The Screen Artists Guild-American Federation of Television and Radio Artists (SAG-AFTRA) Commercials Contract governs wages and benefits for talent appearing in commercial advertising productions. SAG-AFTRA signatories include major marketers, such as P&G, Coca-Cola, and Unilever, as well as most ad agencies. A significant issue for marketers bound by the Commercials Contract is whether branded online video content is properly classified as a “commercial” intended for use on the Internet. More…

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Credit Union Regulatory Alert

Thank you for taking the time to read this Howard & Howard Credit Union Regulatory Alert. We aim to provide our credit union clients and friends with information to help you understand and interpret the ever-changing regulatory environment.

If you find these Alerts helpful, please forward to your friends and colleagues. New readers can sign-up for our free e-Alerts here.  More…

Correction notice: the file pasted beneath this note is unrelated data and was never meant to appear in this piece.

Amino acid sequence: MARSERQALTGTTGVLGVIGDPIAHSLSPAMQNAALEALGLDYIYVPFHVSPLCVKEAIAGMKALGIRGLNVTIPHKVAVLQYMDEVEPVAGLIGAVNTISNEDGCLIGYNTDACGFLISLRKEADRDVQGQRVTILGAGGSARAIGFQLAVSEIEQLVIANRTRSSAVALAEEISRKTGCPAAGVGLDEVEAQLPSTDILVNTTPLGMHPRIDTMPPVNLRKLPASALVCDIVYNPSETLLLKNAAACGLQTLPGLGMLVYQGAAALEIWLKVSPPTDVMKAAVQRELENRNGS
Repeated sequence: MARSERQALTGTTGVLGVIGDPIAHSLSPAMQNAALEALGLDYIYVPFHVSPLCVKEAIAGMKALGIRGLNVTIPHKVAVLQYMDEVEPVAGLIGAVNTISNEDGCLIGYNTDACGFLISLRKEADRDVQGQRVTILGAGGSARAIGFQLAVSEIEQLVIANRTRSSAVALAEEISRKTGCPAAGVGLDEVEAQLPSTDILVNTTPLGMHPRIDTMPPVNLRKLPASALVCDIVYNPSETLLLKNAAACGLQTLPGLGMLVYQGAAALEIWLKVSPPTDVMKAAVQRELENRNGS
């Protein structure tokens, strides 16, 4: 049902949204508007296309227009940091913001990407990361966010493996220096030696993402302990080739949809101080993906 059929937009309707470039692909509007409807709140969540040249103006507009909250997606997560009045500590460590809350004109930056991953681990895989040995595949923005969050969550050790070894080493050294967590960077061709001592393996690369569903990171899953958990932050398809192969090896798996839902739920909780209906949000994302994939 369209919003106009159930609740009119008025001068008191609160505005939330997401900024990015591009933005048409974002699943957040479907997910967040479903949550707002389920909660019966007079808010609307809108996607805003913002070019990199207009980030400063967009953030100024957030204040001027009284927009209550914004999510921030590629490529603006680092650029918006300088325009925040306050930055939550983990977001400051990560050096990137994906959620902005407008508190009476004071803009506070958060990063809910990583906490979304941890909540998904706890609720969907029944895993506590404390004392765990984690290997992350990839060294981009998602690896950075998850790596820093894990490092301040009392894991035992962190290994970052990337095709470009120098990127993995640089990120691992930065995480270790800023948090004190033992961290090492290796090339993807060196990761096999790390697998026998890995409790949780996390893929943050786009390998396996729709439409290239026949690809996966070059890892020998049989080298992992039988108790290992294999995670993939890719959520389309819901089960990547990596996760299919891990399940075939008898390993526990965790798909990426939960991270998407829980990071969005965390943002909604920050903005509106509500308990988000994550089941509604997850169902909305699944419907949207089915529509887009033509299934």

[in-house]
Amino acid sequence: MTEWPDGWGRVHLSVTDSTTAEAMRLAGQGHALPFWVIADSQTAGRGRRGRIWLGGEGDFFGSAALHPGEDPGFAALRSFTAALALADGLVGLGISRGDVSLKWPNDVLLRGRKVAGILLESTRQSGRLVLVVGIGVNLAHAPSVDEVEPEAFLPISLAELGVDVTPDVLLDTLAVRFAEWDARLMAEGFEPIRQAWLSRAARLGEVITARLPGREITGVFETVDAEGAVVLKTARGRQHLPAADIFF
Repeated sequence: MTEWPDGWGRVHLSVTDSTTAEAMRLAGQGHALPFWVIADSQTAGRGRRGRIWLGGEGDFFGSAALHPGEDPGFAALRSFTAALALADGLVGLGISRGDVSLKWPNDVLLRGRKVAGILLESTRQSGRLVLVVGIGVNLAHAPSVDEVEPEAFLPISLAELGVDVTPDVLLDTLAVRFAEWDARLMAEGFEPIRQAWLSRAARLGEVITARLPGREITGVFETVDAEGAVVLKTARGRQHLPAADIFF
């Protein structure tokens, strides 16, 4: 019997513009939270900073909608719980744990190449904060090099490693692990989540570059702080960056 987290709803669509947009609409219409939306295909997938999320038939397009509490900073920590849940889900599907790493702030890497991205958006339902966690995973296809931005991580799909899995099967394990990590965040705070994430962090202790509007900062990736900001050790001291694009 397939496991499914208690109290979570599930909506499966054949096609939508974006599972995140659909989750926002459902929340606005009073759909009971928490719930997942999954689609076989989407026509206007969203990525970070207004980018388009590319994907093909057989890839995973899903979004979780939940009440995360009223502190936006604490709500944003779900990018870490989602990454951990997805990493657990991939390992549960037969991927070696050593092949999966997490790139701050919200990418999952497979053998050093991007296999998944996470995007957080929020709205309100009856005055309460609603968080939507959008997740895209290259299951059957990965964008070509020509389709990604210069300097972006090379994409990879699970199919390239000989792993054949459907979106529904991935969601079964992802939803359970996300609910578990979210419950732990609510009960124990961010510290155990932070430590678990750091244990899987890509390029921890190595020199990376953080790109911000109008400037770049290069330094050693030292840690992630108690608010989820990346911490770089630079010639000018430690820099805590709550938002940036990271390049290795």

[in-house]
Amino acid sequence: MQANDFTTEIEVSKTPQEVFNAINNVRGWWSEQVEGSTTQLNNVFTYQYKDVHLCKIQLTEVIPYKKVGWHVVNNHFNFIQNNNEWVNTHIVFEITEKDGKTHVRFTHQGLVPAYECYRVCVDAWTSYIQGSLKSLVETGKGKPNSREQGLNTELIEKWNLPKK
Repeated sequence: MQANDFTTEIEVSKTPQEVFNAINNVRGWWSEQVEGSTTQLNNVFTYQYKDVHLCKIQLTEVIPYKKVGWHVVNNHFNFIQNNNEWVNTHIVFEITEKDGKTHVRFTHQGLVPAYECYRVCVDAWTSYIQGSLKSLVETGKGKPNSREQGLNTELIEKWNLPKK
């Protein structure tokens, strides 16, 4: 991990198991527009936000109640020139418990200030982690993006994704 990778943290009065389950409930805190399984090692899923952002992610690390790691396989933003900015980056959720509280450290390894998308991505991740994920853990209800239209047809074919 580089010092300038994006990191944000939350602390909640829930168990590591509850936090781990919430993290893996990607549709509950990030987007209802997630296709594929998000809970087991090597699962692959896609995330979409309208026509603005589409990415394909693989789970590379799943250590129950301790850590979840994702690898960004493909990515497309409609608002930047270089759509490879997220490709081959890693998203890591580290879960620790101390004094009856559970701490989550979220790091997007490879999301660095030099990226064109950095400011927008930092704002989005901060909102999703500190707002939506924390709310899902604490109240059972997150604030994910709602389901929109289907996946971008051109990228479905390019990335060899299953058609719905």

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The sky is the limit? – Hungarian rules for private equity investments become more flexible

Hungary’s new Civil Code will enter into force in March 2014. The new legislation will also amend the rules of company law. As opposed to the previous legislation, the new company law regulation will share the general
permissive nature of civil law. As a result, with a few exceptions, members of a company will now have the possibility to derogate from the statutory rules and regulate their legal relationship at their own discretion. In addition to this conceptual innovation, the new Civil Code will also
introduce a wide range of new options available to the shareholders. More…

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The legislator and the court agree – is the tax authority left on its own?

The tax authority lost a case related to the VAT treatment of year-end transfer pricing adjustments. The court stated that year-end transfer pricing adjustments share the characteristics of the original transaction; therefore, their VAT treatment is the same as the VAT treatment of the
original transaction. The conclusions of the verdict go beyond the specific case: the judgment shows that, as opposed to the tax authority’s standpoint, the courts follow the logic of the legislator. More…